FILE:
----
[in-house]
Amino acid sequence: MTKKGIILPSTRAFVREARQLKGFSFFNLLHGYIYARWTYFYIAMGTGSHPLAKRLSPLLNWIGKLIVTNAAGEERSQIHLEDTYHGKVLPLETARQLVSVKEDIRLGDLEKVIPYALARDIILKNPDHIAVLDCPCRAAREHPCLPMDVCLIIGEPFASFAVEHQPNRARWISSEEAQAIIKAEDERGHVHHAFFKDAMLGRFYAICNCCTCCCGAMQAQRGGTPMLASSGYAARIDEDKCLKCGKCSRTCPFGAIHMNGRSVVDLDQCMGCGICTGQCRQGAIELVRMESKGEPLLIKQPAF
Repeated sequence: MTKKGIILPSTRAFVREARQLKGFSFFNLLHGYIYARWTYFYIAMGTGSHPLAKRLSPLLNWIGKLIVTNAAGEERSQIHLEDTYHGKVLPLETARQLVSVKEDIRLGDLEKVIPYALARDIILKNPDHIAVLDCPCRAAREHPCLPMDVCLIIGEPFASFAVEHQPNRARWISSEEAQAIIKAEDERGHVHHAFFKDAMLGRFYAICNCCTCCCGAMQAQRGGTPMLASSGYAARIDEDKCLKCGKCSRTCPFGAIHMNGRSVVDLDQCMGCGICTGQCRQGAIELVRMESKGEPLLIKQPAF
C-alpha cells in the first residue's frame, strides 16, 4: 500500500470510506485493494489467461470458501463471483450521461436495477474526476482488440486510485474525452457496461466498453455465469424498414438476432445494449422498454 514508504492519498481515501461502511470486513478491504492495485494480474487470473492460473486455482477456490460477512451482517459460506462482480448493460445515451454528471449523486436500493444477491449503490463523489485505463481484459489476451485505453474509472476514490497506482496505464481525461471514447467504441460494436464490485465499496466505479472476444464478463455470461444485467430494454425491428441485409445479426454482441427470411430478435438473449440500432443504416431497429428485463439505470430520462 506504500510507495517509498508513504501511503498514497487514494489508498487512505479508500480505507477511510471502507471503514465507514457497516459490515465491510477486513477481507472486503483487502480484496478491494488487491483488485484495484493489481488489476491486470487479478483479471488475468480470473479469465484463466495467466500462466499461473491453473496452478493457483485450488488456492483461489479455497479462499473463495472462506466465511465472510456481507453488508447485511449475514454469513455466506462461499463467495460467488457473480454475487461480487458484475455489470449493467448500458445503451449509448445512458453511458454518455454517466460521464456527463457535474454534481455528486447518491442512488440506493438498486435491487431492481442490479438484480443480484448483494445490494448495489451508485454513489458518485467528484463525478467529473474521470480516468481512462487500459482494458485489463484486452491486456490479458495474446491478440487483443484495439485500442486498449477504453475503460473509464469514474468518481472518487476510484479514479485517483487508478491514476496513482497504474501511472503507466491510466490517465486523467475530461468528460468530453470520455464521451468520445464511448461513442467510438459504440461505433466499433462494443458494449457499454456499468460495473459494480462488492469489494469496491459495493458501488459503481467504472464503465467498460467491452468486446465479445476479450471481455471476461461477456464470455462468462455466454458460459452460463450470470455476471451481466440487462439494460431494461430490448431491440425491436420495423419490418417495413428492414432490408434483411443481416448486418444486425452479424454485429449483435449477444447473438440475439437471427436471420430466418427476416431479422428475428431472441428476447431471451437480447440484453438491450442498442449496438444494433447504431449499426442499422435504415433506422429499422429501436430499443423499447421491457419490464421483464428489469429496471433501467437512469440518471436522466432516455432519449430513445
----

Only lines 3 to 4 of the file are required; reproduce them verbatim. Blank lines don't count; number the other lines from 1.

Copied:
Repeated sequence: MTKKGIILPSTRAFVREARQLKGFSFFNLLHGYIYARWTYFYIAMGTGSHPLAKRLSPLLNWIGKLIVTNAAGEERSQIHLEDTYHGKVLPLETARQLVSVKEDIRLGDLEKVIPYALARDIILKNPDHIAVLDCPCRAAREHPCLPMDVCLIIGEPFASFAVEHQPNRARWISSEEAQAIIKAEDERGHVHHAFFKDAMLGRFYAICNCCTCCCGAMQAQRGGTPMLASSGYAARIDEDKCLKCGKCSRTCPFGAIHMNGRSVVDLDQCMGCGICTGQCRQGAIELVRMESKGEPLLIKQPAF
C-alpha cells in the first residue's frame, strides 16, 4: 500500500470510506485493494489467461470458501463471483450521461436495477474526476482488440486510485474525452457496461466498453455465469424498414438476432445494449422498454 514508504492519498481515501461502511470486513478491504492495485494480474487470473492460473486455482477456490460477512451482517459460506462482480448493460445515451454528471449523486436500493444477491449503490463523489485505463481484459489476451485505453474509472476514490497506482496505464481525461471514447467504441460494436464490485465499496466505479472476444464478463455470461444485467430494454425491428441485409445479426454482441427470411430478435438473449440500432443504416431497429428485463439505470430520462 506504500510507495517509498508513504501511503498514497487514494489508498487512505479508500480505507477511510471502507471503514465507514457497516459490515465491510477486513477481507472486503483487502480484496478491494488487491483488485484495484493489481488489476491486470487479478483479471488475468480470473479469465484463466495467466500462466499461473491453473496452478493457483485450488488456492483461489479455497479462499473463495472462506466465511465472510456481507453488508447485511449475514454469513455466506462461499463467495460467488457473480454475487461480487458484475455489470449493467448500458445503451449509448445512458453511458454518455454517466460521464456527463457535474454534481455528486447518491442512488440506493438498486435491487431492481442490479438484480443480484448483494445490494448495489451508485454513489458518485467528484463525478467529473474521470480516468481512462487500459482494458485489463484486452491486456490479458495474446491478440487483443484495439485500442486498449477504453475503460473509464469514474468518481472518487476510484479514479485517483487508478491514476496513482497504474501511472503507466491510466490517465486523467475530461468528460468530453470520455464521451468520445464511448461513442467510438459504440461505433466499433462494443458494449457499454456499468460495473459494480462488492469489494469496491459495493458501488459503481467504472464503465467498460467491452468486446465479445476479450471481455471476461461477456464470455462468462455466454458460459452460463450470470455476471451481466440487462439494460431494461430490448431491440425491436420495423419490418417495413428492414432490408434483411443481416448486418444486425452479424454485429449483435449477444447473438440475439437471427436471420430466418427476416431479422428475428431472441428476447431471451437480447440484453438491450442498442449496438444494433447504431449499426442499422435504415433506422429499422429501436430499443423499447421491457419490464421483464428489469429496471433501467437512469440518471436522466432516455432519449430513445